Uber is anticipated to have a higher valuation than Nike, Volkswagen, British American Tobacco, the Royal Bank of Canada and Salesforce as it prepares to launch of the US stock market.
The ride-hailing company could receive a valuation of as high as US$120bn (NZ$182 billion) in its upcoming initial public offering, almost double the price-tag the ride-hailing company landed in August.
The proposals from US banks suggested Uber seek a valuation much higher than the $76bn it was valued at in August during its most recent fundraising round.
They are also said to indicate that the initial public offering could take place early next year, sooner than had been expected.
Up until now, Uber boss Dara Khosrowshahi has repeatedly said the company would seek to go public in the second half of September.
The documents were reportedly delivered last month by Goldman Sachs and Morgan Stanley, the two banks which were already understood to be the chief contenders to lead the initial public offering prior to Tuesday's reports. The details were first reported by the Wall Street Journal.
Uber declined to comment.
The reports suggest Uber is starting to ramp up work for the IPO, having already put in place a new chief financial officer in August and last year installing Mr Khosrowshahi at the head of the company.
Uber does not have to follow through with banks' proposals, and could choose to join the public markets at a later date. However, an IPO in early 2019 may prove tempting if Uber wants to steal a lead on smaller rival Lyft, which is thought to be planning its own IPO for March or April.
Although Uber is not expected to be profitable when it taps the public markets, the company has claimed it does want to show investors a path to profitability.
In its most recent accounts, Uber's net loss narrowed to $891m in the three months to the end of June, from $1.1bn a year earlier, although it continued to pour cash into new services, such as food delivery and autonomous car development.
Speaking to The Daily Telegraph earlier this week, Fraser Robinson, a former Uber executive who recently left to join British startup Oxbotica, said Uber should scale back its level of spend on things such as driverless cars "to focus on what Uber really does best, which is being a ride-hailing platform".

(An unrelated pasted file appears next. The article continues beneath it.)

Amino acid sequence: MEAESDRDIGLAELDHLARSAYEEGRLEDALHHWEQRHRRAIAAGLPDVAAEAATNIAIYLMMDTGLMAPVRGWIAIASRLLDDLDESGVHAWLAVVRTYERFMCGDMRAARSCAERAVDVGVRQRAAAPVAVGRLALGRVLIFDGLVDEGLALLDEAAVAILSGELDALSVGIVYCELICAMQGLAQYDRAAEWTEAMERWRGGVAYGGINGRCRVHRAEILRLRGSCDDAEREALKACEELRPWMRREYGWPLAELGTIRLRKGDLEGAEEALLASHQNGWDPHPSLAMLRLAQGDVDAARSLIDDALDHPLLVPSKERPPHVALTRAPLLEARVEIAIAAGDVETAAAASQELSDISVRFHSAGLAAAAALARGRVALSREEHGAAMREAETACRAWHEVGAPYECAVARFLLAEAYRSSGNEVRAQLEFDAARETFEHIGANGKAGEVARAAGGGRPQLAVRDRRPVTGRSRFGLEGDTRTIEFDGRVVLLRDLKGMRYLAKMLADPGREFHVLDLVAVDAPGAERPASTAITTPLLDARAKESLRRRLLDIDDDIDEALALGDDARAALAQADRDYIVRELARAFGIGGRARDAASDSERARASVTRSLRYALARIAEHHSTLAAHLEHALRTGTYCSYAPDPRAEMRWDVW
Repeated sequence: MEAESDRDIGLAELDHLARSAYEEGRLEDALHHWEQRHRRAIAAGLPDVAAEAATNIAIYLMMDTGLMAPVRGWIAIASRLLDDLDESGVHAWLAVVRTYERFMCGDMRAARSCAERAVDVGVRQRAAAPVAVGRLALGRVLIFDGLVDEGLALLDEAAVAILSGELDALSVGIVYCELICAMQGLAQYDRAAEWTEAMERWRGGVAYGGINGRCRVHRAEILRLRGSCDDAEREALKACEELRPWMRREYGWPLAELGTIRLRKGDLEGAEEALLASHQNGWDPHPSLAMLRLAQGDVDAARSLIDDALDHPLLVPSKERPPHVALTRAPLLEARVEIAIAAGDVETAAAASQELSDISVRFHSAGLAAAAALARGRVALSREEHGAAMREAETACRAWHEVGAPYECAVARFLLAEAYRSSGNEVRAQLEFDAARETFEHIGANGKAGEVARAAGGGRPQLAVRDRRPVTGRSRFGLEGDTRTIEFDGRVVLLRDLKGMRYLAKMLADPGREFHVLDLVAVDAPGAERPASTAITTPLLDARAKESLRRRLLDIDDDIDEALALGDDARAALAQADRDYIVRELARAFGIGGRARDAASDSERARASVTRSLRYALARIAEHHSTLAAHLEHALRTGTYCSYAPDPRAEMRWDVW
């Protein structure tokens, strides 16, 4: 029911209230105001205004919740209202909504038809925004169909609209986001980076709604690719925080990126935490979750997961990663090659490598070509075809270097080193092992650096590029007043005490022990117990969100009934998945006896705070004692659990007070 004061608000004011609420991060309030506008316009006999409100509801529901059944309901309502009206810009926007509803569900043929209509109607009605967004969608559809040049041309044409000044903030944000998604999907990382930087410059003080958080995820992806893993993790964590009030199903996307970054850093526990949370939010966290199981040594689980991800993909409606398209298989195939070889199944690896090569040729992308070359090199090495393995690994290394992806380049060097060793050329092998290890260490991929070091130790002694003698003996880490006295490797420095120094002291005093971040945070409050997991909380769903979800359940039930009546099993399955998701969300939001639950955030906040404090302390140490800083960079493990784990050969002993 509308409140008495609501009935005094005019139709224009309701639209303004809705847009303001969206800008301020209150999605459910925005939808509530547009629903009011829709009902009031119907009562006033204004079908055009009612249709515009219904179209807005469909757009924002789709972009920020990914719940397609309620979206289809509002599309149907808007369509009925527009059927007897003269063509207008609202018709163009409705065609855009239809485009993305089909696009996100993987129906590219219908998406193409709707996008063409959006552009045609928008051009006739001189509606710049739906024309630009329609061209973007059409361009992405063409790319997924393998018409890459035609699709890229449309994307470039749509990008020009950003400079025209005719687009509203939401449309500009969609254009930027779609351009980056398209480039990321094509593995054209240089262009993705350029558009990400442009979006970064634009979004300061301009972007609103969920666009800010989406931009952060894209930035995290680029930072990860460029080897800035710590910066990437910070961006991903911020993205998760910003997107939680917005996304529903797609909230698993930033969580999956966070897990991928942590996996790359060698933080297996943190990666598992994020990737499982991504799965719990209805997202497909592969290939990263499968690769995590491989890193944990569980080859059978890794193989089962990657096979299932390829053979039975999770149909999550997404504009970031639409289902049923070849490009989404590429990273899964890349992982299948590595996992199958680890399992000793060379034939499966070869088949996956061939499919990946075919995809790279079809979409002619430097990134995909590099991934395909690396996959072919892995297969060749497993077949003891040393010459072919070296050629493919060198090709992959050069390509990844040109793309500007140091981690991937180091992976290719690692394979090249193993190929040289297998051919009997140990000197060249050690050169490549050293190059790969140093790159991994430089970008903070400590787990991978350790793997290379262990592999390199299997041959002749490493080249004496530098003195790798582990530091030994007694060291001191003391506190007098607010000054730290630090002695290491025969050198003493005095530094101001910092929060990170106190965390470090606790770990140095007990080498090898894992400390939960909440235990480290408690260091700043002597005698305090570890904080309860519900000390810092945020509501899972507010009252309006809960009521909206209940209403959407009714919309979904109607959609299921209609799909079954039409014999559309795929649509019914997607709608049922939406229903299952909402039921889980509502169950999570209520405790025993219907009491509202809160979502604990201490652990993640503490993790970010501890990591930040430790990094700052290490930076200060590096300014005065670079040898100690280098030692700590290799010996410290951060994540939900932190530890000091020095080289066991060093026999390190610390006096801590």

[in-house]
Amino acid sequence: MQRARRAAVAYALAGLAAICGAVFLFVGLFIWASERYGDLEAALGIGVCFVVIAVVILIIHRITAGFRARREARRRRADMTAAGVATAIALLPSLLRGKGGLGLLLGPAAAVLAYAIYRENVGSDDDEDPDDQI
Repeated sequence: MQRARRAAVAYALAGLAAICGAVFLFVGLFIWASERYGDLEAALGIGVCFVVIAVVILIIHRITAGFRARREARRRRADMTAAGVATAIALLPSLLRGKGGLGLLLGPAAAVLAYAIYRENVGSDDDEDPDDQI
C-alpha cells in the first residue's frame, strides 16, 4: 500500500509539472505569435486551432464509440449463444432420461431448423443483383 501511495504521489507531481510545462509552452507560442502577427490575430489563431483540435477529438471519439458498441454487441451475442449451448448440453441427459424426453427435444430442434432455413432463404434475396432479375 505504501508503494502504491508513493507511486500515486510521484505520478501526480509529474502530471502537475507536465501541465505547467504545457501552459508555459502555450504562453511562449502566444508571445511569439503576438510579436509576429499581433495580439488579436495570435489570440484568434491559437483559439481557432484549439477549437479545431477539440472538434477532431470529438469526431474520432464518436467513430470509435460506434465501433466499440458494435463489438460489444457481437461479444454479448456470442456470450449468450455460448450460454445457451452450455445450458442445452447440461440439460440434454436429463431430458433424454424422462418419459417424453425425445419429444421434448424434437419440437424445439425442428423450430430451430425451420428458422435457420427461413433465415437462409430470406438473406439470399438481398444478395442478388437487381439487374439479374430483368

He said, from what he saw, Mr Khosrowshahi "had realised that should happen, and I think that is starting to happen".
Uber's rivals around the world
Uber's main rival in the US, Lyft has followed a strategy of concentrating on its home market to challenge Uber. It was founded in 2012 and is now valued at an estimated $11bn.
Uber's most-established competitor in this market, Zoomy offers lower commission rates for drivers and positions itself as the local, socially responsible alternative to the international company.
Google's self-driving car company, Waymo is plotting the launch of its driverless car taxis in the US later this year. It is Uber's main self-driving car challenger and has previously been engaged in expensive lawsuits with the company.
Uber's rival in Asia, Didi forced Uber to merge its Chinese operations and its expansion has pushed into other countries including Brazil and Mexico. Like Uber, it has backing from Japanese giant Softbank, valuing the company at $56bn.
Founded in Estonia, Taxify has challenged Uber in Europe and Africa. It tried to launch in London but ran foul of licencing rules and Transport for London. It is backed by Daimler.
Grab is Uber's South Asian rival. Founded in Singapore it has services across countries like Thailand and Malaysia. As well as ride-hailing it offers services like bike hiring and food delivery to rival UberEats.
Uber's latest New Zealand challenger, Ola is the market leader in India's ride-hailing market with a service including taxis, luxury cars and even rickshaws. It announced in September that it would be launching in the local market.